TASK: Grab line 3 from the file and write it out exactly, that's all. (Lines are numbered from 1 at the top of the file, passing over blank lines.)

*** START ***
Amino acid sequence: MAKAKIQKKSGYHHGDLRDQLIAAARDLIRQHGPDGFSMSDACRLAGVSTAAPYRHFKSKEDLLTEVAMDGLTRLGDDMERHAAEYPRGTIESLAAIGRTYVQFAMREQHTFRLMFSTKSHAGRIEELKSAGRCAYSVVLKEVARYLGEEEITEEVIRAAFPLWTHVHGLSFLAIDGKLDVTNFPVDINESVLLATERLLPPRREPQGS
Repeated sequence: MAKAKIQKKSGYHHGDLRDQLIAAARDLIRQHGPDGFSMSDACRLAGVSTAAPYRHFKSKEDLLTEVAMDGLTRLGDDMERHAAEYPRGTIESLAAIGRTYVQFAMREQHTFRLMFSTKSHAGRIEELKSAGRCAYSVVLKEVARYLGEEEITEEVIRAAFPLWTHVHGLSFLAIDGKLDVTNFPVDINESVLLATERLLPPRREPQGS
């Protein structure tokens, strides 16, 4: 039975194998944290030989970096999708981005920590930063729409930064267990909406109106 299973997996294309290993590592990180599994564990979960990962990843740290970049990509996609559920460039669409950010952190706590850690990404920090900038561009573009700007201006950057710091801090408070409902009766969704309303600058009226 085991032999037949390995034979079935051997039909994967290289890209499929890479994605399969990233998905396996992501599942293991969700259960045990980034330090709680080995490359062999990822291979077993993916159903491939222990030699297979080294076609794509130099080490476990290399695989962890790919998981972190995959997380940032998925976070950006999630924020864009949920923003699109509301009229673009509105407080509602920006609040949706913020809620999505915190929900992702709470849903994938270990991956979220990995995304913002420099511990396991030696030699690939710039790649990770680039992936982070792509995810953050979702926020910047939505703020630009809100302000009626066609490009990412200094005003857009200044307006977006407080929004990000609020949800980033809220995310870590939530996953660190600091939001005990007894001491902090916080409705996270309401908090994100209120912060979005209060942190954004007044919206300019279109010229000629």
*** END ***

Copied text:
């Protein structure tokens, strides 16, 4: 039975194998944290030989970096999708981005920590930063729409930064267990909406109106 299973997996294309290993590592990180599994564990979960990962990843740290970049990509996609559920460039669409950010952190706590850690990404920090900038561009573009700007201006950057710091801090408070409902009766969704309303600058009226 085991032999037949390995034979079935051997039909994967290289890209499929890479994605399969990233998905396996992501599942293991969700259960045990980034330090709680080995490359062999990822291979077993993916159903491939222990030699297979080294076609794509130099080490476990290399695989962890790919998981972190995959997380940032998925976070950006999630924020864009949920923003699109509301009229673009509105407080509602920006609040949706913020809620999505915190929900992702709470849903994938270990991956979220990995995304913002420099511990396991030696030699690939710039790649990770680039992936982070792509995810953050979702926020910047939505703020630009809100302000009626066609490009990412200094005003857009200044307006977006407080929004990000609020949800980033809220995310870590939530996953660190600091939001005990007894001491902090916080409705996270309401908090994100209120912060979005209060942190954004007044919206300019279109010229000629």